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This opinion appeared on soc.culture.burma.  It refers to the
LA article BRC -- J recently posted on Burmanet.  We were
surprised to find Japan's opportunistic Burma policies so
feelingly defended.  Ah, the poor, maligned Japanese
government, so abused by the west.   

The opinion of:  lance@xxxxxxxxx (Lance Cummings) 
Subject: Japan's Myanmar Policy Is Red Flag for U.S.??? 
Date: Tue, 16 Jan 1996 10:41:58 GMT 

An article under the same headline--minus the question marks
at the end--was written by L.A. Times staff writer and
columnist Jim Mann.  It was carried in World Report, an insert
from the Times that's carried weekly by the Daily Yomiuri. 

This article appeared in Japan on Jan. 15. 

Mann begins by stating that Japan is cleverly playing good cop
to America's bad cop with the military rulers of Myanmar.   He
cites Tokyo's 16-million-dollar aid package to Myanmar,
which was offered last year after the release of Suu Kyi from
house arrest, and which will go for construction of a nursing
home in Yangon, as an example of how Japan is
"undermining" American policy toward Asia."

Mann says that Japan is staking out a great position in Asia--to
America's disadvantage--by letting the US play the heavy,
while Japan plays the sugar daddy.  At the end of the article, he
suggests that President Clinton should remember this when he
visits Tokyo in April.  He seems to be suggesting that  the
White House put pressure on Japan to get in line with
American foreign policy.  What he fails to do, however, is to
show why Japan's foreign policy is wrong, or why America's is

Now let's get one thing straight.  Myanmar's leaders are not
going to win any Humanitarians Of The Year awards.  They
are as sleezy a bunch as you never want running your country. 
But during the six years that Suu Kyi was held under house
arrest, Japan followed the US lead by withholding aid from
Myanmar.  But *after* Suu Kyi was released, Japan offered a
financial carrot, and Mann seems to think that this is a betrayal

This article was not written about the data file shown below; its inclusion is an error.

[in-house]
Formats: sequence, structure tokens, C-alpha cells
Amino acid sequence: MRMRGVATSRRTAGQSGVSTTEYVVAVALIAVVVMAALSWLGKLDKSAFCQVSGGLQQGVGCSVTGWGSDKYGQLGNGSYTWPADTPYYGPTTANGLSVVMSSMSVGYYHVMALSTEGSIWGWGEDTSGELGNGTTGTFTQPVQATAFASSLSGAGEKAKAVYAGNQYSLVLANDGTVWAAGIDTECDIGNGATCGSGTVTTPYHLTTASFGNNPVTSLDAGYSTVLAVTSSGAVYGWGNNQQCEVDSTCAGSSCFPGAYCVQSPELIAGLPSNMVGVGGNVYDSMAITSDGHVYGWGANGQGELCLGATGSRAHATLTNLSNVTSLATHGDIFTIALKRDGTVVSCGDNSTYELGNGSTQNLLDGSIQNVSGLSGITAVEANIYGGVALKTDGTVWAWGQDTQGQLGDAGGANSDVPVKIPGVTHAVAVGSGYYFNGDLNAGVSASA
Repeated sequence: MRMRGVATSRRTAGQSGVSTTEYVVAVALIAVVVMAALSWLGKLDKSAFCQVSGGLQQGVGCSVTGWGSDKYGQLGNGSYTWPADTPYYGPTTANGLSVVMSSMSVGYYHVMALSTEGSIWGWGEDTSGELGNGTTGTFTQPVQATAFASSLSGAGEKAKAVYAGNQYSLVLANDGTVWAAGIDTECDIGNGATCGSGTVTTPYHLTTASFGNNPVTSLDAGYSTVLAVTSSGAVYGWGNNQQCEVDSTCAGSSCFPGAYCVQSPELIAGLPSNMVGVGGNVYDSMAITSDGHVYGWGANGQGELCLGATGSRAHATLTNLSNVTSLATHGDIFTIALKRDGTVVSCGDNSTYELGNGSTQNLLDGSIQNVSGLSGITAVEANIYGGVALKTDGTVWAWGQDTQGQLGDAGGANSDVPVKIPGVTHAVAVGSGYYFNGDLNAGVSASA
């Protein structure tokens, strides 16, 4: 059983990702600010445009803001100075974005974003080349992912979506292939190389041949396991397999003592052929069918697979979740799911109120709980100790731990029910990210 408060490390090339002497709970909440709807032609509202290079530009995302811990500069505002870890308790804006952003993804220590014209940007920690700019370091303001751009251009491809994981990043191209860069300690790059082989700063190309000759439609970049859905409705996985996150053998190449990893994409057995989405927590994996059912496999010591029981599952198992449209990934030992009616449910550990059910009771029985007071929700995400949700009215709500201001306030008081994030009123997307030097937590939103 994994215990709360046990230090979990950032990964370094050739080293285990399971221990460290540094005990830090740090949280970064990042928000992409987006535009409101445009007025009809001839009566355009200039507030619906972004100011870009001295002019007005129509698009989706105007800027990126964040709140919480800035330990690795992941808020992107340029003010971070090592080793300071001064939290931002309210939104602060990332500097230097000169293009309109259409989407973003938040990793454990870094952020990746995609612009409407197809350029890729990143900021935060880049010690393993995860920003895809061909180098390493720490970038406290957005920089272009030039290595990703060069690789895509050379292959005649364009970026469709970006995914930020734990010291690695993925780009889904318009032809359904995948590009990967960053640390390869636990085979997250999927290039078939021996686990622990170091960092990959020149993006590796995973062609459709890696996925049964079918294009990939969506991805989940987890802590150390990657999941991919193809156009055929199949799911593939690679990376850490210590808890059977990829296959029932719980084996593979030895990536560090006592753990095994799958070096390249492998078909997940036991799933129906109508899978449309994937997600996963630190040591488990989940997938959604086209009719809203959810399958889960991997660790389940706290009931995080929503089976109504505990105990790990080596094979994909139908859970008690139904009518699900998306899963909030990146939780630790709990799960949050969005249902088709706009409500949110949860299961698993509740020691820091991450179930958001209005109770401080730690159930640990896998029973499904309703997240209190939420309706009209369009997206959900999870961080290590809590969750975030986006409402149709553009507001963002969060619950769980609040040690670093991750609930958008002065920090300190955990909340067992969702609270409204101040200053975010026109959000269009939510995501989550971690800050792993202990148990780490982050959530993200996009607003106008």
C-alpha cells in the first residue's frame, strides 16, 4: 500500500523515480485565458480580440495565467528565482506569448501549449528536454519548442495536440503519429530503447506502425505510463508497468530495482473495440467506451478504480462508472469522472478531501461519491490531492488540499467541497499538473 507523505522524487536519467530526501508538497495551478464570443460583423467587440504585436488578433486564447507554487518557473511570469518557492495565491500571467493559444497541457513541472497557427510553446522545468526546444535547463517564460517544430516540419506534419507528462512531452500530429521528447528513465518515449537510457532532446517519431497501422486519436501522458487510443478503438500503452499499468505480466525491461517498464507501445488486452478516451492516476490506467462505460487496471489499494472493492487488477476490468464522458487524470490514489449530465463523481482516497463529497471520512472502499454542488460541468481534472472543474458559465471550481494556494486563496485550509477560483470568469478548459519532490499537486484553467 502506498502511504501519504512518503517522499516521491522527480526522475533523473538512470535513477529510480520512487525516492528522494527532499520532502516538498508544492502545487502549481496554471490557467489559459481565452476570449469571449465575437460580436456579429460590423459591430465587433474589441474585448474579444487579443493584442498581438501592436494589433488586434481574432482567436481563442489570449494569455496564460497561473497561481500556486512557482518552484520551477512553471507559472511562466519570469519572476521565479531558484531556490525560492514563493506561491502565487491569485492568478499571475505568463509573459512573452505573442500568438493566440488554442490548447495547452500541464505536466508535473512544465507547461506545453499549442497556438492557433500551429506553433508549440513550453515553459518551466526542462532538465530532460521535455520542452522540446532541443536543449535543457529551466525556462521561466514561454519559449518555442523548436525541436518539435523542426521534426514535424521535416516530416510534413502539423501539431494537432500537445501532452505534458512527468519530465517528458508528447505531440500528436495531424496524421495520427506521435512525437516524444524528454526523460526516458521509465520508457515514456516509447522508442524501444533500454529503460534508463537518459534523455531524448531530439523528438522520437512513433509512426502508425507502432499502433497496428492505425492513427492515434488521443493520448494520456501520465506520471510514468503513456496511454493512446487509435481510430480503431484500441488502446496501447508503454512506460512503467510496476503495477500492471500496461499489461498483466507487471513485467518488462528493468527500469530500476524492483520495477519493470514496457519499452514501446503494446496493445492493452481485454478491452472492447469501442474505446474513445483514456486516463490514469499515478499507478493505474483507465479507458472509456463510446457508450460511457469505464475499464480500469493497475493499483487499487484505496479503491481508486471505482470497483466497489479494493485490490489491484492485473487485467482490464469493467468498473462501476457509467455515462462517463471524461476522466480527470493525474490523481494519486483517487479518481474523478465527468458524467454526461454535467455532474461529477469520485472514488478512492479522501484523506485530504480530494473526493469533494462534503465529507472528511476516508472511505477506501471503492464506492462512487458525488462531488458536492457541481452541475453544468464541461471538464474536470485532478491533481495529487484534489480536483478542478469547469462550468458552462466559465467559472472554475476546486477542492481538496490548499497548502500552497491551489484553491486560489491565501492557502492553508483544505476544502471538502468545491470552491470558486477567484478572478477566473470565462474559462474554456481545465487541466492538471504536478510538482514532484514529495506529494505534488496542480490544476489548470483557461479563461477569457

of US policy.  Maybe.  But maybe the policy needs to be

Mann seems to think that sanctions should be continued until,
somehow, they result in the overthrow  of the military
government in Myanmar.  He doesn't say how this is going to
happen, even though it's obvious that economic sanctions have
largely been unsuccessful in toppling other unsavory regimes. 

He even goes on to say that Japan's paltry $16 million, which
in the world of foreign aid amounts to tossing a couple of
pennies in a beggar's cup, is helping to keep the generals in
power.  I say *that* is poppycock. 

Mann even admits that Tokyo cancelled a 48-million-dollar
package to upgrade Yangon's power grid after the generals
began talking tough again after Suu Kyi's release.  Tokyo's
actions sound like sound foreign policy to me.  Reward good
behavior modestly, and punish bad behavior.  What incentive
do the rulers of Myanmar have to modify their behavior if
Washington won't settle for anything less than their heads?

Mann also seems worried about the Keidanren's influence over
Tokyo's foreign policy.  And it's true that the Keidanren has
been pushing to exploit economic opportunities in Mayanmar. 
But he conveniently doesn't mention that the very same type of
influence is being brought to bear daily on the  US government
by its own business leaders.
Mann is right that Japan is likely to benefit from its policy
toward Myanmar both there and elsewhere  in Asia.  But
instead of suggesting that the US put pressure on Japan to
bring its foreign policy in line with America's, Mann should
demonstrate why American foreign policy in this regard is
worthy of immitation.  Perhaps the US is needlessly allowing
Japan an advantage.  Perhaps the US should modify its own
foreign policy.  After all, the present one doesn't seem to be
working, and it doesn't seem to benefit the US in any way. 
Quite the contrary, it would seem. 

If you get a chance to read the article, I believe you'll agree
with me that its tone, while careful, still left an unneccessarily
negative feeling about Japan's leadership in the minds of
American readers.  I felt it was a pretty one-sided piece. 


Lance Cummings
"Virtually From Tokyo"